While browsing last November in Jimbocho, Tokyo’s famous bookstore district, I came across a facsimile edition of “The History of Little Goody Two-Shoes.” First published in London in 1765, its Japanese title is “くつふたつの物語” (“Kutsu Futatsu no Monogatari,” “The Story of [Mrs.] Two-Shoes”).

The book appeared 新品同様 (shinpin dōyō, as good as new) and was bargain-priced at only ¥500, so I snatched it up.

It’s intriguing that a children’s story about a poor orphan girl named Margery Meanwell — who was praised for her honesty and virtue — came to be used as a modern-day sobriquet for someone who is ostentatiously virtuous, to the point of aggravation. Or, as explained in Japanese, その後、否定的な意味合いを持つようになった (sono ato, hitei-tekina imiai o motsu yō ni natta, afterward it came to have a negative connotation).

The negative equivalents of goody two-shoes in Japanese might include いい子(善人)ぶるやつ (ii ko [zennin] buru yatsu, a person who assumes an air of being good); or ごますり (gomasuri, an apple-polisher); or ご機嫌とり (go-kigen tori, a bootlicker).

Needless to say, Japanese has innumerable ways to express “good,” the most familiar of which are いい (ii) and 良い (yoi). My university’s Japanese-language textbook explained their main difference thusly: “Ii is the same as yoi, but doesn’t inflect.”

Let’s look at some of those inflections, starting with 格好いい (kakkoii), which literally means “good appearance” but is combined in one adjective to mean “cool.”

A professor friend recently asked me for assistance on his bilingual website. I offered a suggestion, and he liked it so much he wrote, “完璧です。 感謝申し上げます” (“Kanpeki desu. Kansha mōshiagemasu,” “It’s perfect, you have my gratitude”).

Thinking about it some more, I typed 追記 (tsuiki, an addition or “P.S.”) on the subject line and sent him a slight revision. He wrote back, “マーク様、よりかっこよくなりました” (“Māku-sama, yori kakkoyoku narimashita,” “Mark, it’s even better than before”). Since the kakkoii was followed by narimashita, he was obliged to use yoi in the adverbial form, kakkoyoku.

To capture the various nuances of いい/良い, you need to watch for body language or tone of voice. In conversational speech, いいですね (ii desu ne) with emphasis on the ne can be rendered as “that’s good,” while a flatly intoned いいです (ii desu) without a particle ending can be translated as “I’m good, thank you,” that is, a polite refusal. Likewise for それでいいです (sore de ii desu, that’s OK with me).

You can indicate your resolute stance in a debate by saying, for example, 結局大鵬は昭和の大横綱であって、それでよい (Kekkyoku Taihō wa Shōwa no ōyokozuna deatte, sore de yoi, Suffice to say, Taiho was a great grand champion of the Showa Era, and let’s leave it at that), though it may sound a bit dated.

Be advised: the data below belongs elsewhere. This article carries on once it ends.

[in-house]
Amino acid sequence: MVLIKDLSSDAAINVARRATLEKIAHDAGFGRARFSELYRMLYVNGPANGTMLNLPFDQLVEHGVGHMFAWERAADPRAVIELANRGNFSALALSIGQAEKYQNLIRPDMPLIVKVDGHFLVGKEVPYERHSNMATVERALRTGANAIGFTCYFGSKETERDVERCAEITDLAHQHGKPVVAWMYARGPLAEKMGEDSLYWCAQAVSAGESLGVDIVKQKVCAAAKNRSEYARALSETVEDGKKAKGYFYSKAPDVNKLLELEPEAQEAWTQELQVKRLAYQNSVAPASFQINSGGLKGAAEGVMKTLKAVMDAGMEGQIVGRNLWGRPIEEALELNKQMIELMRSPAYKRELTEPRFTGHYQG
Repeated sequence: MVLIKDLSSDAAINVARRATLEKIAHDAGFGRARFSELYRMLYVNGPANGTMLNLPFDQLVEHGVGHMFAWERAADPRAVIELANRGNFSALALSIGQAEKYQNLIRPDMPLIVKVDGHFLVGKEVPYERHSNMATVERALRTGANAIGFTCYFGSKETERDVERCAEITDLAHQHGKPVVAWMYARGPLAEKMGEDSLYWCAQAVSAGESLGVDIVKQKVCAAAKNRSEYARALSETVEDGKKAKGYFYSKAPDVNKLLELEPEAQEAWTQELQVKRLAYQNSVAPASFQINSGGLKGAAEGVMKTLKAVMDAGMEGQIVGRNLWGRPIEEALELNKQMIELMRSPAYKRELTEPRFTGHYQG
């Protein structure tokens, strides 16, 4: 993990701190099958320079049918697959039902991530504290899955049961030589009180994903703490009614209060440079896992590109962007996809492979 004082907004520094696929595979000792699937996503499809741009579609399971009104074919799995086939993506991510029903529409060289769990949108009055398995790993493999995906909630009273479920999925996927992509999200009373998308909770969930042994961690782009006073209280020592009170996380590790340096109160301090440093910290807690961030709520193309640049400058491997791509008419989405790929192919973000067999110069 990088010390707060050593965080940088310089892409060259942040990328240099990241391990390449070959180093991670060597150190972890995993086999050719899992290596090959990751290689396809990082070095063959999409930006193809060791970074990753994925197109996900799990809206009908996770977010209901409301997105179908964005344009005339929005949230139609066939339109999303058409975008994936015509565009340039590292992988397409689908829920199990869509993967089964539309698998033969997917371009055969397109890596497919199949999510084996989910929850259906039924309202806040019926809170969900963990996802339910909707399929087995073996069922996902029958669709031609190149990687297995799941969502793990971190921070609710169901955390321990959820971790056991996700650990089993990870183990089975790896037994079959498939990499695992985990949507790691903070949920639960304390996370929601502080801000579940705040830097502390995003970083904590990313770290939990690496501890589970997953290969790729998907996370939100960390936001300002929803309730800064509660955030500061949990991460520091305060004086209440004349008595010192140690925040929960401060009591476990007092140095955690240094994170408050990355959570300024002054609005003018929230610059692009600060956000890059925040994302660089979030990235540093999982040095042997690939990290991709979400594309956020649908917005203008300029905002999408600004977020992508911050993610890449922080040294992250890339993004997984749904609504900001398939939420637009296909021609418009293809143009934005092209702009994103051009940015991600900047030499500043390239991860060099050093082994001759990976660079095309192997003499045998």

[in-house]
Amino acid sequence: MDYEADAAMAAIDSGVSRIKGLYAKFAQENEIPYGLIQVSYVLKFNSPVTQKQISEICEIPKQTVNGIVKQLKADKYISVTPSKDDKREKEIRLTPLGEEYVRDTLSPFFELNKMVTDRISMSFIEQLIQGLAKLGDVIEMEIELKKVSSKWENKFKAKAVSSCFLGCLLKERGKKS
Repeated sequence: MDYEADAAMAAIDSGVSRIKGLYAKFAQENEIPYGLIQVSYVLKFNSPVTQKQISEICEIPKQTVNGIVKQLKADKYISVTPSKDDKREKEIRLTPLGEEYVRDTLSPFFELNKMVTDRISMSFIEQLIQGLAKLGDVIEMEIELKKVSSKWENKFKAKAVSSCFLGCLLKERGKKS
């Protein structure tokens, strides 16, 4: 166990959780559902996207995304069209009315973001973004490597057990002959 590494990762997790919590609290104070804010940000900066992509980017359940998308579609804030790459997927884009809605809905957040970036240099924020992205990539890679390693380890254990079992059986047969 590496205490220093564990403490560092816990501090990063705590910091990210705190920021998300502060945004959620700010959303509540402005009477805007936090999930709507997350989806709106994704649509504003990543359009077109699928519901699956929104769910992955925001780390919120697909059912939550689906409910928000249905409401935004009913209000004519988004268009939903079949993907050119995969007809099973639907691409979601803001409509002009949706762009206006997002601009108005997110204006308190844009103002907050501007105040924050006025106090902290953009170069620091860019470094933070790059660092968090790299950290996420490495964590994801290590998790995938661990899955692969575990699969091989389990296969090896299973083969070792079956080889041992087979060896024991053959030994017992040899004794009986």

While English speakers typically praise their pet’s behavior with “good boy” or “good girl,” Japanese generally apply the gender-neutral 良い子 (yoi ko, good child) for the same purpose. On social media sites like Twitter, いいね (ii ne) is used to mean likes.

To form the negative, 良い inflects to 良くない (yokunai, not good). And since いい lacks a past form, the way to express satisfaction that something turned out well is expressed by saying, 良かった (yokatta, that was great). For the conditional, you might say もしよければ (moshi yokereba, if it’s all right with you). You can elevate this to もしよろしければ (moshi yoroshikereba), if you want to be more polite.

In a manner not unlike English, Japanese also uses “good” to express good riddance. One way is いい厄介払いができた (ii yakkai barai ga dekita, [we are] well rid of a nuisance); the other, いい気味だ (ii kimi da, it’s a good feeling) is a bit malicious, reflecting the sense of schadenfreude at the fate of someone who got what they deserved.

One peculiar idiom I recently encountered is 虫がいい (mushi ga ii), which literally means “the insect is good,” but is used to imply selfishness. For instance, 虫が良すぎる (mushi ga yosugiru) — the insect is too good — is said to tell someone they’re asking for too much or taking something for granted.

A slightly archaic form of 良い that hasn’t disappeared quite yet is 良き (yoki), which when placed either before or after a noun bestows it with an attribute of goodness, such as 良き思い出 (yoki omoide, good memories), 良き友 (yoki tomo, a good friend) or 良き教え (yoki oshie, good teachings). Yoki also finds its way into Showa Era (1926-89) phrases like 良きにつけ悪しきにつけ (yoki ni tsuke ashiki ni tsuke, for better or worse).

Another form is 良し (yoshi), as in 良しとする (yoshi to suru, to be agreeable) and その良し悪し (sono yoshi ashi, a thing’s merits and demerits). I was given to recall the popular vocalist who adopted a clever stage name 吉幾三 (Yoshi Ikuzo). Both Yoshi and Ikuzo can be used as names, but this singer combines the two so that it takes on the meaning, “よし、行くぞ!” (“All right, let’s go!”)

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